They should come if they are willing. Focus on the joy of the day and the confidence that drew you to this decision, and seriously struggle against any thought about them, their possible concerns, potential questions, etc. Don't worry about needing to have all of the answers. New converts often believe that they need to demonstrate to their family that they know everything about the faith that they are joining; while their families likely know very little about their own faith. If they have the concern that you are jumping in to something you don't understand, you can simply say that you have studied and prayed a great deal about this and you are confident that joining the Orthodox Church is the will of God, and you can humbly explain what led you to this decision. Regarding specific questions, however, answer if you feel able to do so humbly and clearly; but if you are not able just be willing to say to them that you would be happy to look into their questions and get back to them with an explanation. Resist the temptation to engage in debates, and turn down provocations towards this end. If there is humble inquiry, certainly respond as you can, but a person who just wants to prove you wrong is futile to engage. Most of all, pray for them and deal lovingly with them, realizing that they too may in time join the Church if you are able to be a good example of humble, Christ-like love.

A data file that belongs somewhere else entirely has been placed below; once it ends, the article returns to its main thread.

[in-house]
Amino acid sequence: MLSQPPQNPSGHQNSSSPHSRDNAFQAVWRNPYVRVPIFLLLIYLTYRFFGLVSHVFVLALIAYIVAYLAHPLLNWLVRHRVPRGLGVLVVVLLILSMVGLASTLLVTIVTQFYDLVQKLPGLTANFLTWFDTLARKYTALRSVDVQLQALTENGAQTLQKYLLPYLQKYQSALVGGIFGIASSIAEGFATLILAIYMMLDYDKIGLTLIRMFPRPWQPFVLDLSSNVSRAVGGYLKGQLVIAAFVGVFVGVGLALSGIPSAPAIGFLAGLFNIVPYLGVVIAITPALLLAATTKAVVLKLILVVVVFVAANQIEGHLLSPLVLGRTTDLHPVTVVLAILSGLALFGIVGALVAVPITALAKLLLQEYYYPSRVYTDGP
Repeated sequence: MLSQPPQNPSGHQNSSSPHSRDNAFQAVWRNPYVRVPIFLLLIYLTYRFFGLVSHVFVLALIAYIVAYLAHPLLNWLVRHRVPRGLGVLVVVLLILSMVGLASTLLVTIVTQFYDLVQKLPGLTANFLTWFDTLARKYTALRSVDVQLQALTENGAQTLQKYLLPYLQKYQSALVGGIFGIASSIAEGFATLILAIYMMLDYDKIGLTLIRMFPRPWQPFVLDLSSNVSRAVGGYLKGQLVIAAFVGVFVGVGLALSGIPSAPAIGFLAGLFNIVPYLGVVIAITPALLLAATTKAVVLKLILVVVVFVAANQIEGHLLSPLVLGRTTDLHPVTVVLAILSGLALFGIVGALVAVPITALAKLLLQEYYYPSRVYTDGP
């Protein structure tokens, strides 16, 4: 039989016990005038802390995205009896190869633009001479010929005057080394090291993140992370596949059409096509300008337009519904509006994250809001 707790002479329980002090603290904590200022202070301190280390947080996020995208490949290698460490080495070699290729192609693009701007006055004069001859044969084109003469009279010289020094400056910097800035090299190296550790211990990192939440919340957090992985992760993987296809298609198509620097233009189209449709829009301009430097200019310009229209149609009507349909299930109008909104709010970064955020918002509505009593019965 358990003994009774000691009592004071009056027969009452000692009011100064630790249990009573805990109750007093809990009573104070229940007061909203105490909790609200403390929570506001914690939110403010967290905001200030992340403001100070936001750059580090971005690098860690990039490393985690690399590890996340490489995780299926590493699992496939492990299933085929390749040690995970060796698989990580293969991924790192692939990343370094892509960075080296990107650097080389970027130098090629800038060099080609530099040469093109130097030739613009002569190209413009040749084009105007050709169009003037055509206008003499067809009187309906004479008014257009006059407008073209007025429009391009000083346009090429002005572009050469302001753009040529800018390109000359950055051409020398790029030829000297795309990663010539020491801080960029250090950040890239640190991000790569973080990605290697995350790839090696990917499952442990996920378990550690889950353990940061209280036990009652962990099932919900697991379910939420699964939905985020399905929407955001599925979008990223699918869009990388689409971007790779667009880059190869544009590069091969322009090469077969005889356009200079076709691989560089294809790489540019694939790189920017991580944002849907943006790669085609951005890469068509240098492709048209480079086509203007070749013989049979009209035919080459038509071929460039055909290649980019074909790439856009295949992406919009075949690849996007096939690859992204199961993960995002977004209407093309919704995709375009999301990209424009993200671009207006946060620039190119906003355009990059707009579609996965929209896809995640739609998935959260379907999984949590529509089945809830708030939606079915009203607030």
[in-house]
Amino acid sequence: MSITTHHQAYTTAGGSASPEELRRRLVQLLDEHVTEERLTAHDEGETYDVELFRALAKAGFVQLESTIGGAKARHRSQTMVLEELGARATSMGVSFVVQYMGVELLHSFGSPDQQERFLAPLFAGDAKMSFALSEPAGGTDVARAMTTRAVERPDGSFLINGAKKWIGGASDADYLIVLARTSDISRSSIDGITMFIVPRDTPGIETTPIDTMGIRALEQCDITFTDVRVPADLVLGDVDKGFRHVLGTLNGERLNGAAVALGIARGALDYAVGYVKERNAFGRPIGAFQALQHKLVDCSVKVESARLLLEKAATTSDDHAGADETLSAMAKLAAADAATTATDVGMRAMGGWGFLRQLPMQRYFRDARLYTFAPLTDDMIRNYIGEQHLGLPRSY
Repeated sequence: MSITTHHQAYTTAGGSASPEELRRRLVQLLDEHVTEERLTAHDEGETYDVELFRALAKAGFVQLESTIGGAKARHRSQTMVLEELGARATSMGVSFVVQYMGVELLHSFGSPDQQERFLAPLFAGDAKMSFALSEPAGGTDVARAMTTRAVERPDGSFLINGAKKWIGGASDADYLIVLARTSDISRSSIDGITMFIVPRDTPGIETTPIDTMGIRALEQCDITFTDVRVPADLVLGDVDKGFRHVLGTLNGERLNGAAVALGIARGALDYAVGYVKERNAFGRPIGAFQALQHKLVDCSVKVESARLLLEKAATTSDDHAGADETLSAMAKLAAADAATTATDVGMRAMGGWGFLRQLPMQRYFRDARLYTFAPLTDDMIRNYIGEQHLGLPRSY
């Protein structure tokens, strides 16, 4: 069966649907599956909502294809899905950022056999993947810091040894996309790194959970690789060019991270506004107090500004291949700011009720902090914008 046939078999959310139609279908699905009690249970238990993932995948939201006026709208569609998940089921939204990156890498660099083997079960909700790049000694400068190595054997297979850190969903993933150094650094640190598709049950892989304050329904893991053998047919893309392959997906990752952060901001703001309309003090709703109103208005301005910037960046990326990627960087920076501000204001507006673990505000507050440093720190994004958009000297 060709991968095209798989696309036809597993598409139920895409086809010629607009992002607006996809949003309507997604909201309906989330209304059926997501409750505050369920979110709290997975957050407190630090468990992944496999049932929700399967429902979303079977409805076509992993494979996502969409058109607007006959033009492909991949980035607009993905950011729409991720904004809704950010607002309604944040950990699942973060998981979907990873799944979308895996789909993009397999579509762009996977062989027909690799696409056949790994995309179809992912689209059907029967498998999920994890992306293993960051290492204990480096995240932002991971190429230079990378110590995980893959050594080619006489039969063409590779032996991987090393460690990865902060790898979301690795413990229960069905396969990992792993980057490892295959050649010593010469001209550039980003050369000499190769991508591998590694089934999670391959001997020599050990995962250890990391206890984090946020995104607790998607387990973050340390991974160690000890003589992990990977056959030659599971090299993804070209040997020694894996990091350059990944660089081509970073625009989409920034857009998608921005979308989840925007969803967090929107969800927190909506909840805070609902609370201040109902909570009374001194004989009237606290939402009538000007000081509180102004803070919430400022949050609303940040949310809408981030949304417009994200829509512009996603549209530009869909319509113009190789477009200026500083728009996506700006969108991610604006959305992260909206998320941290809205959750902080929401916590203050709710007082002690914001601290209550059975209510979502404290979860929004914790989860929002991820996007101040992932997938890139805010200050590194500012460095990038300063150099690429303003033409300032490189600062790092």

When my wife and I were married in the Orthodox Church, her Protestant parents came even though they are quite hostile to our Faith. Since years ago we were married in the church that they still attend, it is understandable that they would be offended somewhat by our being married in the Orthodox Church, which signified perhaps an even greater rejection of their faith than when we were baptized in the Orthodox Church years ago (they didn’t attend the baptism, though we were living very far from them at the time). After the service, my father-in-law said, “that was awesome”, whereas my mother-in-law looked like a walking corpse. You can’t help how people respond to things, but it is good to invite and pray for such people, maintaining hope that perhaps their hearts will soften and God will enlighten them in time. Remember, it is God who can enlighten people from within, and it is not really up to us to convince people of anything, though we should do our best to explain our faith, and to live it first of all.